Passing Notes - West Wind Hardwood

Raymond Harry Franklin

It’s been a sad few months.  Where there is birth, there must be death as the cycle of life completes to an end.  We lost a fine friend, loyal customer and most talented wood turner in December. To sadden the loss, he was a grandfather to our valued employee, Gordon Aggus.  Gordon has written this tribute to his granddad and provided the photos.

Raymond Harry Franklin was born in England before WWII in 1934. He developed a keen love for wood while he was in school but did not pursue it until after he moved to Canada, Ontario.  After working on a few farms he decided to try his hand at construction and became a crane operator.  My favourite building that he worked on was the CN tower.

During his time in Canada, his love for woodturning grew and he found that he was quite good at it; surprising considering how big his hands where.  In the late 80’s he took a holiday trip out to the west coast. He fell in love with the Saanich Peninsula and immediately bought a home while still on vacation.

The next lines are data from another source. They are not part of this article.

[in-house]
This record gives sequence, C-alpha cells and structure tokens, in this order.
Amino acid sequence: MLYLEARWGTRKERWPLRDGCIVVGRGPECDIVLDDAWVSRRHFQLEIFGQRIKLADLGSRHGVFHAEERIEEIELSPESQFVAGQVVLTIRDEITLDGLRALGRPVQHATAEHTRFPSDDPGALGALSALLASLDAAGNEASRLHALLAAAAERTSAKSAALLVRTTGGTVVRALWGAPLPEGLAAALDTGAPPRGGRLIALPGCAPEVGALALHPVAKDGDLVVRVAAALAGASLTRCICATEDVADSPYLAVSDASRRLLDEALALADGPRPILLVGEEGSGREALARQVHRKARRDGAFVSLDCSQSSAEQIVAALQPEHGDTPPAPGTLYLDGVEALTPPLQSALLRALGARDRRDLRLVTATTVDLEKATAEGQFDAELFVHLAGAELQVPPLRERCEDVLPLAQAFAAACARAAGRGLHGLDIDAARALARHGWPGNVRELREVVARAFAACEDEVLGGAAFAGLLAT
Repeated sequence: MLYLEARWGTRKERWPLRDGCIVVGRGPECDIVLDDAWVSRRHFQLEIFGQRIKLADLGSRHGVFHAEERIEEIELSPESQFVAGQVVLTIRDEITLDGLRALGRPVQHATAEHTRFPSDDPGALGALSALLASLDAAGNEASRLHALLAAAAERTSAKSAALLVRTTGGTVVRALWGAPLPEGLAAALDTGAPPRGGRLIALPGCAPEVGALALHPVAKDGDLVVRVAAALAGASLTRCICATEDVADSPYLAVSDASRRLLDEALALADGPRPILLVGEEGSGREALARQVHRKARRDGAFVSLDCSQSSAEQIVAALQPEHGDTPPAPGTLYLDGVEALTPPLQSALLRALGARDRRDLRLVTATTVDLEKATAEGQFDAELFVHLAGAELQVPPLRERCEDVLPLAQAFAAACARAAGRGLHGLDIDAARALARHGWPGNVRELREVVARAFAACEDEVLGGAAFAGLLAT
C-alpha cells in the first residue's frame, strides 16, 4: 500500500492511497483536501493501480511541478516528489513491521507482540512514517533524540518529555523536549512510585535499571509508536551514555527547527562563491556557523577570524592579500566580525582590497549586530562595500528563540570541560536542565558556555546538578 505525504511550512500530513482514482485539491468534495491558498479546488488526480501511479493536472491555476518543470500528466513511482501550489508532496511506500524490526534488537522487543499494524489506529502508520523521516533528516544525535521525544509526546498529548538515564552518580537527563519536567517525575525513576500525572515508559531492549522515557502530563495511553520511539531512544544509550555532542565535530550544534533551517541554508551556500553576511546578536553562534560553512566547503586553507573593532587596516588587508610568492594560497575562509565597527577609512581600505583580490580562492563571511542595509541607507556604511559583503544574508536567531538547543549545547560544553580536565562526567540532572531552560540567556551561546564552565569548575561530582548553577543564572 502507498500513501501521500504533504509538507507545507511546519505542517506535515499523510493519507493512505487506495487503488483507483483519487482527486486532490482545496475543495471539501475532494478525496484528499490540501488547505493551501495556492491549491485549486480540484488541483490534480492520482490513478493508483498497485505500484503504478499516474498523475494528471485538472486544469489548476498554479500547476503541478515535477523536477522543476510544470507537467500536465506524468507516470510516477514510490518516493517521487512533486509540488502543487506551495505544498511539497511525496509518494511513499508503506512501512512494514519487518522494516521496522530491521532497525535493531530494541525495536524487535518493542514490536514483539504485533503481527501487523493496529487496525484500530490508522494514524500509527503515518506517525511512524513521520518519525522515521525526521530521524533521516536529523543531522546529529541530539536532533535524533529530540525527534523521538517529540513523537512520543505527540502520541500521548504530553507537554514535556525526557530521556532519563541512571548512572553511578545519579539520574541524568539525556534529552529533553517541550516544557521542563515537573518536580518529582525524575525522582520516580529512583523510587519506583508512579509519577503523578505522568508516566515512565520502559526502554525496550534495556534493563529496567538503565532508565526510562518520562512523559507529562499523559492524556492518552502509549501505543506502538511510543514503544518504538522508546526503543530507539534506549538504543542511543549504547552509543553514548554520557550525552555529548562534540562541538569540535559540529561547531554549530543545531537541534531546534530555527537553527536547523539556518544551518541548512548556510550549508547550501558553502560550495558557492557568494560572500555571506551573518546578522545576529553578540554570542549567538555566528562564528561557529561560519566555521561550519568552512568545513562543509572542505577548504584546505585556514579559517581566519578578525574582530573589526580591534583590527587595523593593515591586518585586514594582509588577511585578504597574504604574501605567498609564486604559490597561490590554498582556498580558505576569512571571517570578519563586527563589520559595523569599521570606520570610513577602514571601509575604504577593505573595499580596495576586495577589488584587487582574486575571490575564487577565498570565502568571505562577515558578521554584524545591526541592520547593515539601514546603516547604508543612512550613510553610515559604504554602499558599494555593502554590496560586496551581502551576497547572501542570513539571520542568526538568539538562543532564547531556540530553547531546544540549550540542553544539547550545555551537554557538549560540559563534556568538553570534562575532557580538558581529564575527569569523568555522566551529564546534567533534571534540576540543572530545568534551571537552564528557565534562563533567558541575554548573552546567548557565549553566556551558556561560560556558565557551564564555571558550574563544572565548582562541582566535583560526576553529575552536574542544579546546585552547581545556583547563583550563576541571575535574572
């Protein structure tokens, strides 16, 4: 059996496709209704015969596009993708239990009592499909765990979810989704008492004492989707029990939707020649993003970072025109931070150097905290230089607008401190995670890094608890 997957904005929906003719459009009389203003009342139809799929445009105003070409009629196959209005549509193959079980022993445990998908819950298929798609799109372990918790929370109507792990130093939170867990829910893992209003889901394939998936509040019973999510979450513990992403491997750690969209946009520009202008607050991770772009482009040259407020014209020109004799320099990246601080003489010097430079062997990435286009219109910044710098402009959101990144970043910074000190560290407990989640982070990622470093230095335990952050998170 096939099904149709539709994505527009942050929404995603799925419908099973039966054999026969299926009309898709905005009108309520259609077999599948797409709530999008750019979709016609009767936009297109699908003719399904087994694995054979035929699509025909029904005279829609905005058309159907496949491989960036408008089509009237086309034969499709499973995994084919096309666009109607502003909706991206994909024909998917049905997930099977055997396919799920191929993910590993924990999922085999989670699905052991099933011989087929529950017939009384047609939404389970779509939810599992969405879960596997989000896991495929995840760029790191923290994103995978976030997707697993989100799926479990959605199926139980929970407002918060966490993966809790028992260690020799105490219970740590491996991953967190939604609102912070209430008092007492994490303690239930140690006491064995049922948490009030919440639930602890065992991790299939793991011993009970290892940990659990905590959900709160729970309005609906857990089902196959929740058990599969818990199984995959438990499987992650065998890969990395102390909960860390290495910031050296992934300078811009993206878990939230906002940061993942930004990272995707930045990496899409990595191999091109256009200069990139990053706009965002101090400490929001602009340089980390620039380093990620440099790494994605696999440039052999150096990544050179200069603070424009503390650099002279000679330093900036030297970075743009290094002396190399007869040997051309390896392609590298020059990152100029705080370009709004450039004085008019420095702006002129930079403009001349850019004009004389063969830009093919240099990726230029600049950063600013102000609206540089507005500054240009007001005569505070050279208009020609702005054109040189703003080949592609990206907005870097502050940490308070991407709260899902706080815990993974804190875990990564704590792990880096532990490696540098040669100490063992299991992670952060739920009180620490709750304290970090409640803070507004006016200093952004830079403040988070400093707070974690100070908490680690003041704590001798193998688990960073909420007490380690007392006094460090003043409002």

Continuing his love for wood turning he helped start up a group that would become known as the Vancouver Island Turners’ Association.  A local restaurant in Sidney had some amazing Greek vases; they were the inspiration for his well-known segmented vases.

Ray Franklin was a great man who had many titles: wood turner, crane operator and many more; the two he was most proud of were father and grandfather. He will be sorely missed.

4 Comments

  1. Hi Gordon,

    Loved the story about your grandfather Ray and I’m sorry for your loss. I recently found this beautiful small wooden vase but only now do I know the story of the man that made. I will truly treasure it.

    Thank You,
    Joe

  2. Ray was an amazing woodworker and gardener. He was an inspiration to me and I treasure the time we had together. Even his tips on sharpening were priceless. I was an unworthy member of his woodturning group briefly. Tim Martens.

  3. Ray was an amazing woodworker and gardener. He was an inspiration to me and I treasure the time we had together. Even his tips on sharpening were priceless. I was an unworthy member of his woodturning group briefly.

    A story on the set of three vases. He entered them into a competition, to transport them to the show he needed boxes so he quickly built three. When he got to the show, he needed plinths so he used the boxes. The judge noticed the perfection of the workmanship and proportions of the boxes and of course the vases. That was what set his work apart from the rest.

    Tim Martens.

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